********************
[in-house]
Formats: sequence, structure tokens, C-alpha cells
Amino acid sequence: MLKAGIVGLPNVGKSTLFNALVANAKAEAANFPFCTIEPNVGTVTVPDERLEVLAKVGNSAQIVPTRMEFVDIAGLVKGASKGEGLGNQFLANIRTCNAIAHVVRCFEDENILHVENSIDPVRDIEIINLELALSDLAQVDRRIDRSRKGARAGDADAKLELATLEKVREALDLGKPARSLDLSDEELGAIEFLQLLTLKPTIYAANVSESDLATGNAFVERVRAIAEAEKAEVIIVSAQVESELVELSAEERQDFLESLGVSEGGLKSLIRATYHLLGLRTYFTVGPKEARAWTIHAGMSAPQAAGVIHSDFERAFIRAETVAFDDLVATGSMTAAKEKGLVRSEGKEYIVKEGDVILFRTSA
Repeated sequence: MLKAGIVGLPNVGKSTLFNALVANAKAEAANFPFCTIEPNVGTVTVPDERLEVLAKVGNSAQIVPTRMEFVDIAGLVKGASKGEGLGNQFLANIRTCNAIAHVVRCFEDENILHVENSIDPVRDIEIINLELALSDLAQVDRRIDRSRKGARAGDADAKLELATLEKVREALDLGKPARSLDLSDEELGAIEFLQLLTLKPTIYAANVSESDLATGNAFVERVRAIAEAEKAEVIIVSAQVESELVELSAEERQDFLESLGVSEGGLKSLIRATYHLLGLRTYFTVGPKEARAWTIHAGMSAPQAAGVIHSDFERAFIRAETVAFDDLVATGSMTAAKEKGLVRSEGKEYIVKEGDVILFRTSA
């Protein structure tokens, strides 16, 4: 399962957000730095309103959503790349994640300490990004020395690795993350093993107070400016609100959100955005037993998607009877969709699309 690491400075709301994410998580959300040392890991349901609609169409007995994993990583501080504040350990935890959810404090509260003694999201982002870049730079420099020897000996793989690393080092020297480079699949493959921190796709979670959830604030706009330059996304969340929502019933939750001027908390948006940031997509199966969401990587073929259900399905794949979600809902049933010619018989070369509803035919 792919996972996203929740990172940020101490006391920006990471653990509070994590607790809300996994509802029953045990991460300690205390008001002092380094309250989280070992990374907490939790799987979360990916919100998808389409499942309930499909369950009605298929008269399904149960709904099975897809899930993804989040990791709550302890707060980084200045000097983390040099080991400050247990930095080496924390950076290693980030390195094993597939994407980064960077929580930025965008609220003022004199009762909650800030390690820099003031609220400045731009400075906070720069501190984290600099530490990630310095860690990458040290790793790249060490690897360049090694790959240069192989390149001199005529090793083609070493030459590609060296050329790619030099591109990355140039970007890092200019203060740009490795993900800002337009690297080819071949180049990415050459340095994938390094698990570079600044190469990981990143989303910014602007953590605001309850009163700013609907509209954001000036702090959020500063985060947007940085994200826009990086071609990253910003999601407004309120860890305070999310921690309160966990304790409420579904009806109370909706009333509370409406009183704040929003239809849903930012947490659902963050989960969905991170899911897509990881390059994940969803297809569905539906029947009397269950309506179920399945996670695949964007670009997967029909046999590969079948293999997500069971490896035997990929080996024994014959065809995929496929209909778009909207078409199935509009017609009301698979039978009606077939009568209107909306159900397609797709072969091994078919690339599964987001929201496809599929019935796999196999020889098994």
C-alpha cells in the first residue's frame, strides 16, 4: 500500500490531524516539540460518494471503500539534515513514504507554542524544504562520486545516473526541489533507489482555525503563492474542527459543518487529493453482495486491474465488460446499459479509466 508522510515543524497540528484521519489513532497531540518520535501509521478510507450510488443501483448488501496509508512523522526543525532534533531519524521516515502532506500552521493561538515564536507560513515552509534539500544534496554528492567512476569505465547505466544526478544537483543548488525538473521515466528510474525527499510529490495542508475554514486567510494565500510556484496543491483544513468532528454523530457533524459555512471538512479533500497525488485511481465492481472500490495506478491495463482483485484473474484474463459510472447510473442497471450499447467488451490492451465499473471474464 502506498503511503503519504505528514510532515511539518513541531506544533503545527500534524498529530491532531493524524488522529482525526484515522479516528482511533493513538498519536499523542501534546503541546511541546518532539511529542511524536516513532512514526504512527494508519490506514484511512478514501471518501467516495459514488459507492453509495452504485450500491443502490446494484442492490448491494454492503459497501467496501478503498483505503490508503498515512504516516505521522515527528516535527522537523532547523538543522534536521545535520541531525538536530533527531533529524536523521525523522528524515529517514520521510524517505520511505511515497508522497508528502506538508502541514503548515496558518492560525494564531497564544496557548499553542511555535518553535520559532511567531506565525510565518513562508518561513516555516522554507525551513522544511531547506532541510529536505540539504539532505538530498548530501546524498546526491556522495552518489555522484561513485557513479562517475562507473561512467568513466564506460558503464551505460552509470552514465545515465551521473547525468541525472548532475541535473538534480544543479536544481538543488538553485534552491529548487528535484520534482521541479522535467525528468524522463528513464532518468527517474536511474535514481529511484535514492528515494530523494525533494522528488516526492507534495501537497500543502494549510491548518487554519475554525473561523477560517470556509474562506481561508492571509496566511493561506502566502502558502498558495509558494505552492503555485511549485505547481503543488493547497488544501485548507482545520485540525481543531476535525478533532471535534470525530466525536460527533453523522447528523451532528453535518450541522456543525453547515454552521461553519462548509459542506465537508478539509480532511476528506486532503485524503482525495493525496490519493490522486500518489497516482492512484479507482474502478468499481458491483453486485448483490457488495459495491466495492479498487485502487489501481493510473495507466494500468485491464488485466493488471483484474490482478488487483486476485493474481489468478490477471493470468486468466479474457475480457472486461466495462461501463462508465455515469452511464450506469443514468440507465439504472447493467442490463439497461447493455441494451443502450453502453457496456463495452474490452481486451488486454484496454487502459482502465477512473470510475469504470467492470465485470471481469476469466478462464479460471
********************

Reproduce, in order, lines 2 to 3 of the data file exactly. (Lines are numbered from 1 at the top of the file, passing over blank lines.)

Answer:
Formats: sequence, structure tokens, C-alpha cells
Amino acid sequence: MLKAGIVGLPNVGKSTLFNALVANAKAEAANFPFCTIEPNVGTVTVPDERLEVLAKVGNSAQIVPTRMEFVDIAGLVKGASKGEGLGNQFLANIRTCNAIAHVVRCFEDENILHVENSIDPVRDIEIINLELALSDLAQVDRRIDRSRKGARAGDADAKLELATLEKVREALDLGKPARSLDLSDEELGAIEFLQLLTLKPTIYAANVSESDLATGNAFVERVRAIAEAEKAEVIIVSAQVESELVELSAEERQDFLESLGVSEGGLKSLIRATYHLLGLRTYFTVGPKEARAWTIHAGMSAPQAAGVIHSDFERAFIRAETVAFDDLVATGSMTAAKEKGLVRSEGKEYIVKEGDVILFRTSA